It’s the kind of story that is too unbelievable to trust. And if you’re skeptical, we understand — we wouldn’t have believed it either, unless it came straight from the mouth of South Korean President Park Guen-hye.
But it did, and for the people of South Korea this over-the-top conspiracy plot is very real. A secret, shadowy cult figure named Choi Soon-sil has secretly controlled the South Korean president for years, manipulating public policy behind the scenes for her own personal gain, reports say. The Choi family spent years grooming Park — and it has all been exposed in a shocking undercover investigation into the inner workings of one of the United States’ closest ally.
The scandal exploded last week when, after weeks of speculation, Park publicly acknowledged that Choi had edited some of her speeches and provided public relations help. Widespread media reports say that Choi, who has no official ties to the administration, may have been pulling government strings from the shadows and amass an illicit fortune.
Now Choi has returned home, and is confessed to the media that she “deserves death.”
“Please, forgive me,” Choi said through tears inside the Seoul prosecutor’s building, according to Yonhap news agency. Using a common expression of deep repentance, she added, “I committed a sin that deserves death.”
Choi, wearing a hat and a scarf, her hand pressed to her mouth, was nearly knocked off her feet several times as she tried to walk through a massive crowd of 300 journalists, as well as protesters and security, surrounding the building’s entrance. YTN TV station said that Choi, 60, lost her shoe as the throng converged on her, and a protester reportedly tried to enter the building with a bucket full of animal feces.
Many South Koreans believe there is much more to the story than Park has acknowledged, and the frenzy surrounding the scandal threatens her presidency.
Choi returned home Sunday from seclusion in Germany. It was unclear whether there would be any details revealed from her questioning, or how long she would be in the prosecutor’s office. The questioning of Choi’s former associates, including a purported former employee of a host bar, lasted two days.
Choi and Park reportedly became friends in the 1970s, when Choi’s late father, Choi Tae-min, a shadowy religious figure who was a Buddhist monk, cult leader and Christian pastor at different points of his life, emerged as Park’s mentor.
At the time, Park was serving as acting first lady after her mother was killed in 1974 by a man trying to assassinate her father, military strongman Park Chung-hee, who would be murdered by his own spy chief five years later.
Choi’s father gained Park’s trust by reportedly convincing her that he could communicate with her assassinated mother. Choi’s father denied this in a 1990 media interview.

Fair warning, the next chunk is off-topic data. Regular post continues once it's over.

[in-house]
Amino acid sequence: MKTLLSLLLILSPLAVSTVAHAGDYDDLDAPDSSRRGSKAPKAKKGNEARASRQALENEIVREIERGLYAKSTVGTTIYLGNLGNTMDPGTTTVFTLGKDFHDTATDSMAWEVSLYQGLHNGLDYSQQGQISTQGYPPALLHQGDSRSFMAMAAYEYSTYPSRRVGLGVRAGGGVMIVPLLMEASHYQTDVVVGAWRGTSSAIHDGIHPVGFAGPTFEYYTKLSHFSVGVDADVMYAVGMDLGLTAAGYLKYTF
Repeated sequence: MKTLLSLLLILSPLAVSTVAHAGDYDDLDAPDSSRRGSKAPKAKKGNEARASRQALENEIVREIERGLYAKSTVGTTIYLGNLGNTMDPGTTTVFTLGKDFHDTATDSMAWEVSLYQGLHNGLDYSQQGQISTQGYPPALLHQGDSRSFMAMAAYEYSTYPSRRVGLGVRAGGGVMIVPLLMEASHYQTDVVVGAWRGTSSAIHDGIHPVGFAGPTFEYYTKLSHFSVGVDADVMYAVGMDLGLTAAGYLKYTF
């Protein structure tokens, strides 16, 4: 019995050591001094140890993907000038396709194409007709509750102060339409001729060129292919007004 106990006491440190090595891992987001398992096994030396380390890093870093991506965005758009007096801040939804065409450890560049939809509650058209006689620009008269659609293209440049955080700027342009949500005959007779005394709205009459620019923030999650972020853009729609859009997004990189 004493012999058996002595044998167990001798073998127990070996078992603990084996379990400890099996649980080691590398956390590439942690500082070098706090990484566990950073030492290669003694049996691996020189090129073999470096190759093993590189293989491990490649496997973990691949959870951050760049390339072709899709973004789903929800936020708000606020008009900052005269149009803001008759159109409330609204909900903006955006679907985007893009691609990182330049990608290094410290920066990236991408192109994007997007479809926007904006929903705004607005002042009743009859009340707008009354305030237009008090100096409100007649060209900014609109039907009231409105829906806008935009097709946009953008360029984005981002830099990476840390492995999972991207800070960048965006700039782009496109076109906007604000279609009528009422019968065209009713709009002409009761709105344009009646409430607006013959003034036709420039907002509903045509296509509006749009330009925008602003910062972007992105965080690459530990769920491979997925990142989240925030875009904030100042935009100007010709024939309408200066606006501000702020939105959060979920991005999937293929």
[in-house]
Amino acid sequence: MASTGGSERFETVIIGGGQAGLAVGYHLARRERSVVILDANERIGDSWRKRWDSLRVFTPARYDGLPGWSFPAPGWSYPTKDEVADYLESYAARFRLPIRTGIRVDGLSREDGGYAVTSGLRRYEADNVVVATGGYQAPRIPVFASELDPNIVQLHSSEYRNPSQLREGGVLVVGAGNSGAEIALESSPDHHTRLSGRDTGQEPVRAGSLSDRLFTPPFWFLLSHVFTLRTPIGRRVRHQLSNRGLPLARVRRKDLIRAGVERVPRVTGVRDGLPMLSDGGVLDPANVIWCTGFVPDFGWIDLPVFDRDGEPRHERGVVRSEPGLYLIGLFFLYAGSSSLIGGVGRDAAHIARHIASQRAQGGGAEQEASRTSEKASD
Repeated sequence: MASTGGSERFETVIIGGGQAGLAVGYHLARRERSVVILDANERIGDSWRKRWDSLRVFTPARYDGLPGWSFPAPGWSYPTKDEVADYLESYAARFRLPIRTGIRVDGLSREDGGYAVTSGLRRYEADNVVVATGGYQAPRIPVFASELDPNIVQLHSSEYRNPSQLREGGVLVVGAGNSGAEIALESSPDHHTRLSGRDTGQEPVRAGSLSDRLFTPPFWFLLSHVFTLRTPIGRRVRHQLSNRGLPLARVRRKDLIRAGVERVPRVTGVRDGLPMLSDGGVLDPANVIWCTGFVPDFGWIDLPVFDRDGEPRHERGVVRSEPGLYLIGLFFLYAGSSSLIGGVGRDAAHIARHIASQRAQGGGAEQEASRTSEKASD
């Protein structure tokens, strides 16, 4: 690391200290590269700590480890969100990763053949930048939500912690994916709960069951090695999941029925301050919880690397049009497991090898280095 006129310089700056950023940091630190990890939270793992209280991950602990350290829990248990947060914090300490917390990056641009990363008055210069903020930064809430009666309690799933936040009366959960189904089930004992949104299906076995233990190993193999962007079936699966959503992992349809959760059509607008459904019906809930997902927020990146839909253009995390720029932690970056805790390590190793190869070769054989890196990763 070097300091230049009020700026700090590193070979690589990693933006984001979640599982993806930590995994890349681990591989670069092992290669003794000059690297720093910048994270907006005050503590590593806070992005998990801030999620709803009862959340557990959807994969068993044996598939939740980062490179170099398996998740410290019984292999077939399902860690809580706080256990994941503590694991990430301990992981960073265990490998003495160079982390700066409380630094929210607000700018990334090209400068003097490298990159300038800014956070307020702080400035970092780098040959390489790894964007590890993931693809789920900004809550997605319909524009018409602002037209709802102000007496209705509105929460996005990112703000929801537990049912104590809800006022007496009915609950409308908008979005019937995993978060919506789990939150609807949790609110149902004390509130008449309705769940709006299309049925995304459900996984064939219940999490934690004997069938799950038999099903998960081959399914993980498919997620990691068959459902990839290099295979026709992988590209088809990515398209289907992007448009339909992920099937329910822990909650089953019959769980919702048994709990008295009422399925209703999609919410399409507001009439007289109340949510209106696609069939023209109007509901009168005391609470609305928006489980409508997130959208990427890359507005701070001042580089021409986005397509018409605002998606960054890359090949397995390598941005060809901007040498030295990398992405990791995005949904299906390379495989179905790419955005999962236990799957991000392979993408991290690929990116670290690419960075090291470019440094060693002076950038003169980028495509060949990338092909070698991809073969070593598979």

The senior government official who later shot and killed Park’s dictator father, President Park Chung-hee, is said to have claimed that he staged his attack in part because Park Chung-hee wouldn’t keep Choi’s father away from the young Park Geun-hye.
Elected in 2012, Park has long been criticized for an aloof manner and for relying on only a few longtime confidantes. Most South Koreans, however, assumed those confidantes were in the government. That she may have been outsourcing decisions to someone outside of government, and someone connected with a murky, lurid backstory, has incensed many.
Tens of thousands took to the streets in protest over the weekend, and Park’s political opponents are calling for her immediate resignation.
Media reports said the younger Choi used her connections to Park to pressure businesses to give money to two nonprofit organizations Choi controlled; Choi then allegedly used some of the organizations’ official funds for personal purposes. South Korean media speculated that the two foundations collected about $70 million in donations from business groups in just a few months.
The president of Ewha Womans University has resigned amid protests over allegations that Choi used her connections to Park to get her daughter into the elite school and then secure special academic treatment.
Political and business corruption remains widespread in South Korea, which has had full democracy only since the late 1980s, when it shook off decades of military dictatorship. But the current scandal has struck a chord in a way that previous ones have not.
Part of it has to do with Park Geun-hye and her past, which is deeply entwined with South Korea’s recent, tumultuous history. The legacy of her father is still divisive. Supporters see him as saving South Korea from poverty and irrelevance by building up the economy from the rubble of the Korean War. Opponents say that the economic development came at the expense of massive human rights abuse, including the torture and death of dissidents.
The Associated Press contributed to this article